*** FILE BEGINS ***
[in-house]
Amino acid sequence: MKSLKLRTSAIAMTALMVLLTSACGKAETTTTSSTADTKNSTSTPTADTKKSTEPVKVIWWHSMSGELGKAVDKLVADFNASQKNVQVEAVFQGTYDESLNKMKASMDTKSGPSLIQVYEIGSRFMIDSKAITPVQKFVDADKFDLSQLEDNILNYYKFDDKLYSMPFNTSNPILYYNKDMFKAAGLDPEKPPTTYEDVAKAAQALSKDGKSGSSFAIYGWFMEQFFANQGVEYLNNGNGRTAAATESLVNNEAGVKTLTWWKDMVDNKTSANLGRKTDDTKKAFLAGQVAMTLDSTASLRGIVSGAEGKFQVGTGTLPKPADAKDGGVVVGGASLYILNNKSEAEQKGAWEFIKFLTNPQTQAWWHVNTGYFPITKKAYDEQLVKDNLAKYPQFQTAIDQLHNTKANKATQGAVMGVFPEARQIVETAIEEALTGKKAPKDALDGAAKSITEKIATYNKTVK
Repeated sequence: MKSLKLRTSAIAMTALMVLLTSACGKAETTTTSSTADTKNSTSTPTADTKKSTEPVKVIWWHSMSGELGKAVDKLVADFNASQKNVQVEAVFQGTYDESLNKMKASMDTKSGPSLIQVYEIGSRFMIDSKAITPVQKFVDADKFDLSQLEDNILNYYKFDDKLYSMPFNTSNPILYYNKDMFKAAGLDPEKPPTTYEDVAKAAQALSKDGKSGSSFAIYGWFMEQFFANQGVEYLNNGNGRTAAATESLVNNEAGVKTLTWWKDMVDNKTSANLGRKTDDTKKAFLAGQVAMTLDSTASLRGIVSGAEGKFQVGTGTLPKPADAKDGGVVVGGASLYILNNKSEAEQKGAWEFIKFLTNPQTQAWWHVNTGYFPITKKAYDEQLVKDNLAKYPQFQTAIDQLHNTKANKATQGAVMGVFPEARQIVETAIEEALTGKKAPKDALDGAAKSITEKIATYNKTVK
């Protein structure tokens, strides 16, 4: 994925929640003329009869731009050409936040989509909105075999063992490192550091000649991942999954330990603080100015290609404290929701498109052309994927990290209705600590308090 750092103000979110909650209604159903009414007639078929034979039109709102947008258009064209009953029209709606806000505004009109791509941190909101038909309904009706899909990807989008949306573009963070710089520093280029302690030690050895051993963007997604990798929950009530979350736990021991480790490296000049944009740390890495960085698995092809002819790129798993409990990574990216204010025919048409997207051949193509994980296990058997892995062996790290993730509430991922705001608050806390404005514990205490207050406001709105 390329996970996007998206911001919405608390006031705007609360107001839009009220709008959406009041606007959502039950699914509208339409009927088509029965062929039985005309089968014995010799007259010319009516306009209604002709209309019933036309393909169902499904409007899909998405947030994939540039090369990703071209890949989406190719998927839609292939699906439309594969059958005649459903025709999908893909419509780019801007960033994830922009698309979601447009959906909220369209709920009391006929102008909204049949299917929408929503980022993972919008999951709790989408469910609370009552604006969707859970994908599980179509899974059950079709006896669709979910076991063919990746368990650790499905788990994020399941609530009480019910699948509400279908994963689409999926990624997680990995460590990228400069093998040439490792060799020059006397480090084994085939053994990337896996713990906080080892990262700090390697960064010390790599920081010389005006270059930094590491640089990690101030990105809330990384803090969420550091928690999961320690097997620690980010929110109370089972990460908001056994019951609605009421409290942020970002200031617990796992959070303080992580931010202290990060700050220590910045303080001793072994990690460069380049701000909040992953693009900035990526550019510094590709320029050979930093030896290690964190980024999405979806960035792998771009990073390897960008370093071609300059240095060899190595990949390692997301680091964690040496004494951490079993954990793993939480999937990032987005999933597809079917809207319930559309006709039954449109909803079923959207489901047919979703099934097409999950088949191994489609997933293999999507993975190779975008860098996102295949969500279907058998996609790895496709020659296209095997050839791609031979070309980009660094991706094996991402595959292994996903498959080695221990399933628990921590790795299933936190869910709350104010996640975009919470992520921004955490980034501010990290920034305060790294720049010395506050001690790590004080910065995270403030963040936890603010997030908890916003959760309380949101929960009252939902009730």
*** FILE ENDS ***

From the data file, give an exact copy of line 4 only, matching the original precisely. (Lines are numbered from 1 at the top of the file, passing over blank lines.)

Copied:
């Protein structure tokens, strides 16, 4: 994925929640003329009869731009050409936040989509909105075999063992490192550091000649991942999954330990603080100015290609404290929701498109052309994927990290209705600590308090 750092103000979110909650209604159903009414007639078929034979039109709102947008258009064209009953029209709606806000505004009109791509941190909101038909309904009706899909990807989008949306573009963070710089520093280029302690030690050895051993963007997604990798929950009530979350736990021991480790490296000049944009740390890495960085698995092809002819790129798993409990990574990216204010025919048409997207051949193509994980296990058997892995062996790290993730509430991922705001608050806390404005514990205490207050406001709105 390329996970996007998206911001919405608390006031705007609360107001839009009220709008959406009041606007959502039950699914509208339409009927088509029965062929039985005309089968014995010799007259010319009516306009209604002709209309019933036309393909169902499904409007899909998405947030994939540039090369990703071209890949989406190719998927839609292939699906439309594969059958005649459903025709999908893909419509780019801007960033994830922009698309979601447009959906909220369209709920009391006929102008909204049949299917929408929503980022993972919008999951709790989408469910609370009552604006969707859970994908599980179509899974059950079709006896669709979910076991063919990746368990650790499905788990994020399941609530009480019910699948509400279908994963689409999926990624997680990995460590990228400069093998040439490792060799020059006397480090084994085939053994990337896996713990906080080892990262700090390697960064010390790599920081010389005006270059930094590491640089990690101030990105809330990384803090969420550091928690999961320690097997620690980010929110109370089972990460908001056994019951609605009421409290942020970002200031617990796992959070303080992580931010202290990060700050220590910045303080001793072994990690460069380049701000909040992953693009900035990526550019510094590709320029050979930093030896290690964190980024999405979806960035792998771009990073390897960008370093071609300059240095060899190595990949390692997301680091964690040496004494951490079993954990793993939480999937990032987005999933597809079917809207319930559309006709039954449109909803079923959207489901047919979703099934097409999950088949191994489609997933293999999507993975190779975008860098996102295949969500279907058998996609790895496709020659296209095997050839791609031979070309980009660094991706094996991402595959292994996903498959080695221990399933628990921590790795299933936190869910709350104010996640975009919470992520921004955490980034501010990290920034305060790294720049010395506050001690790590004080910065995270403030963040936890603010997030908890916003959760309380949101929960009252939902009730």